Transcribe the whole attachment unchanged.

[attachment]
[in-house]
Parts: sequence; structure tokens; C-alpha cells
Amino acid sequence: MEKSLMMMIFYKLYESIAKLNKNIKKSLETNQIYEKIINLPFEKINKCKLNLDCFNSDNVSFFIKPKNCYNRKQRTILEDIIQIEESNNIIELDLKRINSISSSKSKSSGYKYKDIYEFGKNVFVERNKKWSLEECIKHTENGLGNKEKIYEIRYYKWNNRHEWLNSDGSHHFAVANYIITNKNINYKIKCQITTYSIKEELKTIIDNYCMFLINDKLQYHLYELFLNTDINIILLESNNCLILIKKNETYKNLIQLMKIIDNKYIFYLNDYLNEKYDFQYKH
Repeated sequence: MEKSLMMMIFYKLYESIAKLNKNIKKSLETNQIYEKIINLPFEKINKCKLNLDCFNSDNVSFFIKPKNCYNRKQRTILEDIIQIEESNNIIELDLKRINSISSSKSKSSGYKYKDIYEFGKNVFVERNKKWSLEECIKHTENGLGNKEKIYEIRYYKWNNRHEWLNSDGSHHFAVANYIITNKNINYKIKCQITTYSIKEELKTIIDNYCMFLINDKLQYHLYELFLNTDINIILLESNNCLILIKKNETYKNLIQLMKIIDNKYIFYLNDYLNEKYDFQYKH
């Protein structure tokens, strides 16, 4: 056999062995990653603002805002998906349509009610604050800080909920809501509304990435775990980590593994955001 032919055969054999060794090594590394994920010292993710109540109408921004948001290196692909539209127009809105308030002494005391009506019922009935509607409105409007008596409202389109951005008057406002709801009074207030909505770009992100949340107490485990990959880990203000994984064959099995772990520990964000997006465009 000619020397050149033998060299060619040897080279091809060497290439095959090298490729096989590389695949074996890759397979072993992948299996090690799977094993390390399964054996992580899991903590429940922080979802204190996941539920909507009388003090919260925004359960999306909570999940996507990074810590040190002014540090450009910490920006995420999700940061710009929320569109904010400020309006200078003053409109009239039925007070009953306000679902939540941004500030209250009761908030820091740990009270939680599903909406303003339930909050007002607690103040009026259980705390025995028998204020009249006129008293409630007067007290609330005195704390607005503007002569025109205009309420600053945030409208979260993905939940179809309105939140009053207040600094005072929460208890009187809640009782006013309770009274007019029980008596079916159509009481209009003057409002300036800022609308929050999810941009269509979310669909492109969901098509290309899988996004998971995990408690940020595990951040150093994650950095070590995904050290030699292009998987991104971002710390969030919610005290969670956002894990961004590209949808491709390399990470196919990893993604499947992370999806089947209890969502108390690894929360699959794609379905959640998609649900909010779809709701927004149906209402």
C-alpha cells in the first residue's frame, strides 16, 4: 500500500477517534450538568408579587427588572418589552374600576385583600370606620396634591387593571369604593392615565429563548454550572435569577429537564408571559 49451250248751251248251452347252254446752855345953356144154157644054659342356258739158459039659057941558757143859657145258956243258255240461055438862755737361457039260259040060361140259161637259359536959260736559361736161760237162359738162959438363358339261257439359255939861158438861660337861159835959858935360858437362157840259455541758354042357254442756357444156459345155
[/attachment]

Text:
[in-house]
Parts: sequence; structure tokens; C-alpha cells
Amino acid sequence: MEKSLMMMIFYKLYESIAKLNKNIKKSLETNQIYEKIINLPFEKINKCKLNLDCFNSDNVSFFIKPKNCYNRKQRTILEDIIQIEESNNIIELDLKRINSISSSKSKSSGYKYKDIYEFGKNVFVERNKKWSLEECIKHTENGLGNKEKIYEIRYYKWNNRHEWLNSDGSHHFAVANYIITNKNINYKIKCQITTYSIKEELKTIIDNYCMFLINDKLQYHLYELFLNTDINIILLESNNCLILIKKNETYKNLIQLMKIIDNKYIFYLNDYLNEKYDFQYKH
Repeated sequence: MEKSLMMMIFYKLYESIAKLNKNIKKSLETNQIYEKIINLPFEKINKCKLNLDCFNSDNVSFFIKPKNCYNRKQRTILEDIIQIEESNNIIELDLKRINSISSSKSKSSGYKYKDIYEFGKNVFVERNKKWSLEECIKHTENGLGNKEKIYEIRYYKWNNRHEWLNSDGSHHFAVANYIITNKNINYKIKCQITTYSIKEELKTIIDNYCMFLINDKLQYHLYELFLNTDINIILLESNNCLILIKKNETYKNLIQLMKIIDNKYIFYLNDYLNEKYDFQYKH
């Protein structure tokens, strides 16, 4: 056999062995990653603002805002998906349509009610604050800080909920809501509304990435775990980590593994955001 032919055969054999060794090594590394994920010292993710109540109408921004948001290196692909539209127009809105308030002494005391009506019922009935509607409105409007008596409202389109951005008057406002709801009074207030909505770009992100949340107490485990990959880990203000994984064959099995772990520990964000997006465009 000619020397050149033998060299060619040897080279091809060497290439095959090298490729096989590389695949074996890759397979072993992948299996090690799977094993390390399964054996992580899991903590429940922080979802204190996941539920909507009388003090919260925004359960999306909570999940996507990074810590040190002014540090450009910490920006995420999700940061710009929320569109904010400020309006200078003053409109009239039925007070009953306000679902939540941004500030209250009761908030820091740990009270939680599903909406303003339930909050007002607690103040009026259980705390025995028998204020009249006129008293409630007067007290609330005195704390607005503007002569025109205009309420600053945030409208979260993905939940179809309105939140009053207040600094005072929460208890009187809640009782006013309770009274007019029980008596079916159509009481209009003057409002300036800022609308929050999810941009269509979310669909492109969901098509290309899988996004998971995990408690940020595990951040150093994650950095070590995904050290030699292009998987991104971002710390969030919610005290969670956002894990961004590209949808491709390399990470196919990893993604499947992370999806089947209890969502108390690894929360699959794609379905959640998609649900909010779809709701927004149906209402």
C-alpha cells in the first residue's frame, strides 16, 4: 500500500477517534450538568408579587427588572418589552374600576385583600370606620396634591387593571369604593392615565429563548454550572435569577429537564408571559 49451250248751251248251452347252254446752855345953356144154157644054659342356258739158459039659057941558757143859657145258956243258255240461055438862755737361457039260259040060361140259161637259359536959260736559361736161760237162359738162959438363358339261257439359255939861158438861660337861159835959858935360858437362157840259455541758354042357254442756357444156459345155